I was very excited to see that Information World Review has published an article about Open Repository (Issue 242, January 2008), but at the same time very disappointed to find some inaccuracies in it.
Unfortunately, the article was a little confusing, calling DSpace an ‘Internet Content Distributor’ and suggesting that we have only recently started to incorporate aspects of DSpace into Open Repository - far from it. DSpace is something that provides the basic open source foundation for our service, and is a project we have been involved in from the start.
I was also disappointed to find that we had been misquoted in the article. Graham Triggs is very much actively involved in the technical direction of DSpace, going forwards. But that’s quite a way from being responsible for the strategic direction of DSpace, or even for …
Next week, Graham and I will be travelling over to Rome for the next DSpace User Group meeting. It’s going to be tough but we do this so you don’t have to! Alongside various presentations from DSpace developers working on local projects there will be updates on the work that was done in the Google Summer of Code, especially of interest will be the updated statistics package, and updates on what’s happening with the DSpace Foundation and the move towards DSpace 2.
We’ll be away from Tuesday till the end of the week and when we’re back I’ll be able to give you an update as to what’s been happening, and what’s going to be happening in the DSpaceiverse.
JISC and the Repositories Support Project are holding a DSpace technical day at the University of Bath on Monday 12th November’ and Graham, our technical architect and one of the DSpace committers will be giving a presentation there.
Pasted in below is the information from the email just sent through to the DSpace JISC list by Chris Yates, repository suport officer at Aberystwyth.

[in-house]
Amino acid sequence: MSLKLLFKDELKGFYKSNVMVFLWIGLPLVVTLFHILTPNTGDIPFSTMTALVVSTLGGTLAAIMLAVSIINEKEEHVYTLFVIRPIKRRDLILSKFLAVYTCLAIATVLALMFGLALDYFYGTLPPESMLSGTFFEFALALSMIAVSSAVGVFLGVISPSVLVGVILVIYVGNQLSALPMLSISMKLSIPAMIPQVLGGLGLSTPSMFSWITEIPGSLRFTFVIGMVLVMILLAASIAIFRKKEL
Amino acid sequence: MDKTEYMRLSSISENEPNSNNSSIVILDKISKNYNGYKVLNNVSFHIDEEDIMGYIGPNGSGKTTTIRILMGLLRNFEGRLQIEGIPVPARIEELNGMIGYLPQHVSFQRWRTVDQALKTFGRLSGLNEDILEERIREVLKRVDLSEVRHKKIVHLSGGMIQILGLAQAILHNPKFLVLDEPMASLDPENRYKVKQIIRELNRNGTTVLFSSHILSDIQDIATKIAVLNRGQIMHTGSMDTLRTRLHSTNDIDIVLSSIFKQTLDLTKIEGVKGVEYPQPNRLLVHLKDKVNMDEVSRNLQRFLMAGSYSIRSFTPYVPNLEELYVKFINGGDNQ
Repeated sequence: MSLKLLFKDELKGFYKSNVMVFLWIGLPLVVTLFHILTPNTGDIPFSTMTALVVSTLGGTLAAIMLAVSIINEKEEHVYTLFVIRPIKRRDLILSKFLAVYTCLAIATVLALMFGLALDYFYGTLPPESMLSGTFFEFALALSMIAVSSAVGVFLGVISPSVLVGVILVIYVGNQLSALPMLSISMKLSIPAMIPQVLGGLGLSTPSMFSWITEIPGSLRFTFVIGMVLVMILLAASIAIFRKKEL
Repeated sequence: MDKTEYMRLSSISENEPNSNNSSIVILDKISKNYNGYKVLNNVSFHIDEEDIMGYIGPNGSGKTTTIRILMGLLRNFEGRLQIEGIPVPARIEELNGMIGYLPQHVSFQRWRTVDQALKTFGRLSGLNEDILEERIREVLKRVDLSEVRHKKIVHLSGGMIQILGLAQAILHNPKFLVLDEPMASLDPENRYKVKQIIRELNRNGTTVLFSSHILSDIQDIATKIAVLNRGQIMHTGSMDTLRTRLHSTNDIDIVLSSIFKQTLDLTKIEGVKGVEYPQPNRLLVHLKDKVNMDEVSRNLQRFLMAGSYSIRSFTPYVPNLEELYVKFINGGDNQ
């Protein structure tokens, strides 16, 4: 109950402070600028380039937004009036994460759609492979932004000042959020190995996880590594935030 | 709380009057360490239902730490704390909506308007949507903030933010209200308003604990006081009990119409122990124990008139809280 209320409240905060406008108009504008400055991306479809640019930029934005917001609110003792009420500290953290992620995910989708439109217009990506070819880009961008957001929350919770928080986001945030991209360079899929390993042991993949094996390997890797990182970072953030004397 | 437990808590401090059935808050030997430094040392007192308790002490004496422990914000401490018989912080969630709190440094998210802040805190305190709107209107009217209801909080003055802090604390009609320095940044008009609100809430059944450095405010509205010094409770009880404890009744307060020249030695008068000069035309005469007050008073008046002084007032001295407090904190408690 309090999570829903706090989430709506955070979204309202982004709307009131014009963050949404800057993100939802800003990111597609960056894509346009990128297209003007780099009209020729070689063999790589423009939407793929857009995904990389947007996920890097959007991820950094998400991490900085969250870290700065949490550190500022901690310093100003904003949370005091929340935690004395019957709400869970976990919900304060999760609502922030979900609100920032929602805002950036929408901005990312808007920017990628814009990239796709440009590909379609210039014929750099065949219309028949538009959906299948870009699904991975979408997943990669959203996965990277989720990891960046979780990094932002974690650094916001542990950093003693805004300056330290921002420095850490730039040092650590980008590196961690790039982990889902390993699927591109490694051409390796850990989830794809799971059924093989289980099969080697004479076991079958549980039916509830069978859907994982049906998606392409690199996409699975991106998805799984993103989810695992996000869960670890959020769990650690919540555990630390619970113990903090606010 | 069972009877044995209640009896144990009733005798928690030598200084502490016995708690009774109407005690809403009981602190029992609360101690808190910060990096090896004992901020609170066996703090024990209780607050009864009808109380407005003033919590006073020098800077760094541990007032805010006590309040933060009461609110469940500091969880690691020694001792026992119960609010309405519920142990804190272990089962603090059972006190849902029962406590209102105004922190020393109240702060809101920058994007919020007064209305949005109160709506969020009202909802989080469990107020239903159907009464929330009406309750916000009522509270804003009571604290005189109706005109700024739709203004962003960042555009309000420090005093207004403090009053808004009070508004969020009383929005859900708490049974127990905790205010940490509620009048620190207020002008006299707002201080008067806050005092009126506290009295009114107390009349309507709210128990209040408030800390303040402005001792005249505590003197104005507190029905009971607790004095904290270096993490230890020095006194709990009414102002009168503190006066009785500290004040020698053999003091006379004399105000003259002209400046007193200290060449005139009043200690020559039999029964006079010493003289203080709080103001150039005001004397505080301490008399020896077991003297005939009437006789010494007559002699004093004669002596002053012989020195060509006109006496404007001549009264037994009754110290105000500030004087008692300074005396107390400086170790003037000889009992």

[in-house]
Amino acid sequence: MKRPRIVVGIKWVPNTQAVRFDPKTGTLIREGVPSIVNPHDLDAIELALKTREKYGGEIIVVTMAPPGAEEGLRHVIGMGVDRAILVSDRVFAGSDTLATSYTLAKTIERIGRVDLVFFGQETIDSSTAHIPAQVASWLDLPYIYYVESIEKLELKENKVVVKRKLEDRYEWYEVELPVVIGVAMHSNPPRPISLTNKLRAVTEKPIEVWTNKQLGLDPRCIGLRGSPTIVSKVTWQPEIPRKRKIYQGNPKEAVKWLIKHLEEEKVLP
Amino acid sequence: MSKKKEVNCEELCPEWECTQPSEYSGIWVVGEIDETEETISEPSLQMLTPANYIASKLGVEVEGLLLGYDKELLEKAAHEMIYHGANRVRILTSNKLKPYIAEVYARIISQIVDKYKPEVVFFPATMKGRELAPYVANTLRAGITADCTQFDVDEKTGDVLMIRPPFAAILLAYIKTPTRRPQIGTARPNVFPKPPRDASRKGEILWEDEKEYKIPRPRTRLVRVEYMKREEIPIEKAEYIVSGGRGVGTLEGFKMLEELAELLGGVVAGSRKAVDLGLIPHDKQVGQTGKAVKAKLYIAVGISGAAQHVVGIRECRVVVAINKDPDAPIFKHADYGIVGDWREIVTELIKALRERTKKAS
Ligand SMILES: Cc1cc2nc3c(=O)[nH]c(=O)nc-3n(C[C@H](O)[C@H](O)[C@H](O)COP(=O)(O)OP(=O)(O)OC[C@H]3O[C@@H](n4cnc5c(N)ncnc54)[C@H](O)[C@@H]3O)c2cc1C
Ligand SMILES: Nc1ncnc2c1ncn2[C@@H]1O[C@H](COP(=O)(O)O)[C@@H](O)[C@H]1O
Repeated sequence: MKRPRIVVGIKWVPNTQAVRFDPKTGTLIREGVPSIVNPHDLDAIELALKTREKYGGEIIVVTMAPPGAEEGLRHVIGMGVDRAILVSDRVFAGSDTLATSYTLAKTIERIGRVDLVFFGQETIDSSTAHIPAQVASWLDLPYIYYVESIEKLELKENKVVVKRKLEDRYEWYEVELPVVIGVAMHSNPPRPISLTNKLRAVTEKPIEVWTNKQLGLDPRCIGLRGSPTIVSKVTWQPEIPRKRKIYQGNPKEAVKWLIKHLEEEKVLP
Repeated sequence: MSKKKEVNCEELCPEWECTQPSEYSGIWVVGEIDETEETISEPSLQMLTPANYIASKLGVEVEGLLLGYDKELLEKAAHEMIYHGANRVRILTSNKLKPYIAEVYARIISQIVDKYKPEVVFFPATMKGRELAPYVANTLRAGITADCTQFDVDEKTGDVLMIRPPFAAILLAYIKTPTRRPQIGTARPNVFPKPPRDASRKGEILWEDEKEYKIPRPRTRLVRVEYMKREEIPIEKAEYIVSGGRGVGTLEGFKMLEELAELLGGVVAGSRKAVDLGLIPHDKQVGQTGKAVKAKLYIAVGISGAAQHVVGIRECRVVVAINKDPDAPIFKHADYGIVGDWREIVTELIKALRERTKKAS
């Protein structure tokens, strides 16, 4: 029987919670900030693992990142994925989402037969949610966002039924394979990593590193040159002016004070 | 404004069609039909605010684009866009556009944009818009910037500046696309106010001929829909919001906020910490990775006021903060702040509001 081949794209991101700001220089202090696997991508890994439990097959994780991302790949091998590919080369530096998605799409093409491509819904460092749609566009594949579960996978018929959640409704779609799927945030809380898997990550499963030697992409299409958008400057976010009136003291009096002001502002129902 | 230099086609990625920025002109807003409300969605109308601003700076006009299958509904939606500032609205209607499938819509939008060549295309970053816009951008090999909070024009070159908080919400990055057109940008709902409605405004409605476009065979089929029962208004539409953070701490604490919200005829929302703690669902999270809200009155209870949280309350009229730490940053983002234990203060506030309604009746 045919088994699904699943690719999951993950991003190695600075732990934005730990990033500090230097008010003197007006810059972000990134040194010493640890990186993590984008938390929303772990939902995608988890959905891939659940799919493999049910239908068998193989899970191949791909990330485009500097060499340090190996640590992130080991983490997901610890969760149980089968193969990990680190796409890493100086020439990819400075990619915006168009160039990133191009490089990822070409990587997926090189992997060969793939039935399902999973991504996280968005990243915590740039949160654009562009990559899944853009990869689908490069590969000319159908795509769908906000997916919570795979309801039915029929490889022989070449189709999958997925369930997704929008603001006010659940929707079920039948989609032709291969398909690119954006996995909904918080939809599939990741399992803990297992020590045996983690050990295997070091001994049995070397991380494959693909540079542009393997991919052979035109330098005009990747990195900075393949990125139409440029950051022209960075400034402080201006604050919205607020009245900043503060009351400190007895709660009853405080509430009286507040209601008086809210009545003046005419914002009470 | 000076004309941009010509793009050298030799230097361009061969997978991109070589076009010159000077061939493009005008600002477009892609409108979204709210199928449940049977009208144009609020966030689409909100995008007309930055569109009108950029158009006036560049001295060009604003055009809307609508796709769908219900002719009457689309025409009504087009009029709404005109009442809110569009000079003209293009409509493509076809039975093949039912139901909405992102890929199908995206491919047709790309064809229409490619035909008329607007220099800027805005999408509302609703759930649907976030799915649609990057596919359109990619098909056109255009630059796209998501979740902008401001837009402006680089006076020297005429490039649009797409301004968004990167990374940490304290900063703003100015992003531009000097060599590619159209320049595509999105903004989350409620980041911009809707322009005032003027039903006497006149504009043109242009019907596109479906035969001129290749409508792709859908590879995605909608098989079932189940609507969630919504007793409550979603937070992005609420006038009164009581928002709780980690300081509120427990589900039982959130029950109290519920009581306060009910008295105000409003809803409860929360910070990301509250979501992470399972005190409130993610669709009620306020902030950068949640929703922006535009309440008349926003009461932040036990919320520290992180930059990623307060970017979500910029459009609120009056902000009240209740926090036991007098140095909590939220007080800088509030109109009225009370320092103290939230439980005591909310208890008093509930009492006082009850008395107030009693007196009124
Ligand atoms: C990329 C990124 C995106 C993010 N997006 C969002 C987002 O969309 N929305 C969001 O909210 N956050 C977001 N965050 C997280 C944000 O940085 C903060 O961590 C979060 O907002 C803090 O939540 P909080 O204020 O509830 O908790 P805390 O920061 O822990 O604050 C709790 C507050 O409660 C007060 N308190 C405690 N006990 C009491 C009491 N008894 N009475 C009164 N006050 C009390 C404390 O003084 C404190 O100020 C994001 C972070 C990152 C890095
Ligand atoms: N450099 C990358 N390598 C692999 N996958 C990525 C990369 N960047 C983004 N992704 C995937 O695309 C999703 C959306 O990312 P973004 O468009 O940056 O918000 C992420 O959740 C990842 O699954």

"The JISC Repositories Support Project will be holding a
DSpace Technical Day at the University of Bath on Monday 12th November 2007
aimed at repository administrators, technical support staff and developers. The
day will consist of two strands (participants will be free to move between
Strand 1 will consist of an open ‘surgery’ where you can
From: firstname.lastname@example.org; on behalf of; Robert Tansley
The committer group is pleased to announce the addition of a new member, Graham Triggs from BioMed Central.
Graham has been a very active member of the DSpace technical community, on the lists and on the IRC channel, and has made numerous bug reports and code contributions. He was also involved in the architecture review process. Hence we feel he’s a natural addition to our group.
We’re also excited to have BioMed Central, one of the first commercial organisations to invest in DSpace and offer services based on the platform, represented in the committer group.
Please join me in welcoming Graham!
Rob on behalf of the DSpace committers
NOTE: The DSpace Committer Group is responsible for applying the …
Last week the team headed off in a south westerly direction to the somewhat sumptuous surroundings of Hewlett Packard labs in Bristol; the venue for third UK & Ireland DSpace User Group meeting. Along with the opportunity to catch up on some local goings on in the DSpace universe it was also an opportunity to meet up with Michele Kimpton, the newly appointed Executive Director for the newly formed DSpace foundation. The idea behind the foundation is to create a non-profit corporation that will supply organizational, legal and financial support to the DSpace software project.
Now that’s great news for us and great news for DSpace. Michele’s appointment will provide a much needed centre of focus for the community, both …
One of the major projects happening within the DSpace community at the moment is the Google Summer of Code; essentially Google sponsor a number of student developers to work on various open source projects over the summer. DSpace have five projects in the running.
Two things we’ve been asked about many times have been the import of citation information from bibliographic reference managers such as EndNote and improved statistics. Both are included within GSOC. That means both import from and export to the most common citation software packages and a vastly improved stats package. In the mean time we’re also looking at rolling out Google Analytics but more of that later.
Another nifty tool looks to be the …